[pri-ten-shuh n]


Origin of pretension

First recorded in 1590–1600, pretension is from the Medieval Latin word praetēnsiōn- (stem of praetēnsiō). See pretense, -ion


[pree-ten-shuh n]

verb (used with object)

(in prestressed-concrete construction) to apply tension to (reinforcing strands) before the concrete is poured.Compare posttension(def 1).
to make (a concrete member) with pretensioned reinforcement.

Origin of pretension

First recorded in 1935–40; pre- + tension Unabridged Based on the Random House Unabridged Dictionary, © Random House, Inc. 2019

Examples from the Web for pretension

Contemporary Examples of pretension

  • Trekkies are defensive about the minutiae of their sacred source material, sometimes to the point of pretension.

    The Daily Beast logo
    Is J.J. Abrams Lost in Space?

    Sujay Kumar

    May 19, 2013

  • Humor, after all, is a social corrective against arrogance, ignorance and pretension.

    The Daily Beast logo
    The Comedian Political Takeover

    John Avlon

    September 25, 2010

  • But it's also because, from the APF's point of view, pretension is bad business.

    The Daily Beast logo
    Little Gimmicks Fund Big Exhibits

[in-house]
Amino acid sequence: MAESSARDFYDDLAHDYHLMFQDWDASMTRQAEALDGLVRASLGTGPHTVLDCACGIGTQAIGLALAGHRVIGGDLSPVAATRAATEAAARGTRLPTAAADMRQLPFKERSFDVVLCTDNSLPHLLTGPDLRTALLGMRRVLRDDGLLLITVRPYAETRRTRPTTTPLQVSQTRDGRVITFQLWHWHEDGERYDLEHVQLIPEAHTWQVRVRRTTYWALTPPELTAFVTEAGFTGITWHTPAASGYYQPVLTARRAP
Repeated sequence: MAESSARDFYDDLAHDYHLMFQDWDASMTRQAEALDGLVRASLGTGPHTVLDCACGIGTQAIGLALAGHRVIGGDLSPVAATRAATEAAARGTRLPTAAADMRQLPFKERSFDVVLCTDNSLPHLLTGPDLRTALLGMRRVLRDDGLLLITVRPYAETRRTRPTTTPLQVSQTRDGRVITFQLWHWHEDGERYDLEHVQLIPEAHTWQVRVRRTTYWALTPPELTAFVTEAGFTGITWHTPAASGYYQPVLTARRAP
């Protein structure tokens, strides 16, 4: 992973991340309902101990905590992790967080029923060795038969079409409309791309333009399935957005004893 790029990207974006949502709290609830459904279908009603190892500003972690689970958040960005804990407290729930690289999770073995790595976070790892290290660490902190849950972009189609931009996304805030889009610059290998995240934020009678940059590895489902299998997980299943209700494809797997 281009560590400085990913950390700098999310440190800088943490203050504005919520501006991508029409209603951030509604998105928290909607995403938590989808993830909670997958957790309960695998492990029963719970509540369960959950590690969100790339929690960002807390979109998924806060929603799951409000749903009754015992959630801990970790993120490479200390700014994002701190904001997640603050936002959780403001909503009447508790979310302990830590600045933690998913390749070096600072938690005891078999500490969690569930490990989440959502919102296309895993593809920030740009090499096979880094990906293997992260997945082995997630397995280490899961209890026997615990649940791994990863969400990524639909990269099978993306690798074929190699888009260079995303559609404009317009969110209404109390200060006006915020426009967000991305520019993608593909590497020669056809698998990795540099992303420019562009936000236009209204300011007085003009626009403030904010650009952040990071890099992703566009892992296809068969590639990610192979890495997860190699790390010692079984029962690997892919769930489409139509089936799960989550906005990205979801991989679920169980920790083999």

W.M. Akers

    September 22, 2010

  • People loved Julia because she was very straightforward, and she didn't put on any airs, or have any pretension.

    The Daily Beast logo
    How Julia Loosened Me Up

    Jacques Pepin

    August 4, 2009

  • “So corrupt, evil, vile American liberal culture, such United States pretension,” as Pygmy reports.

    The Daily Beast logo
    The Prince of Gibberish

    Allen Barra

    June 6, 2009

Historical Examples of pretension

British Dictionary definitions for pretension



(often plural) a false or unsupportable claim, esp to merit, worth, or importance
a specious or unfounded allegation; pretext
the state or quality of being pretentious
Collins English Dictionary - Complete & Unabridged 2012 Digital Edition © William Collins Sons & Co. Ltd. 1979, 1986 © HarperCollins Publishers 1998, 2000, 2003, 2005, 2006, 2007, 2009, 2012

Word Origin and History for pretension

mid-15c., "assertion, allegation; objection; intention; signification," from Medieval Latin pretensionem (nominative praetensio), noun of action from past participle stem of Latin praetendere "stretch in front, put forward, allege" (see pretend (v.)). Meaning "unproven claim" is from c.1600. Sense of "ostentation" is from 1727.

Online Etymology Dictionary, © 2010 Douglas Harper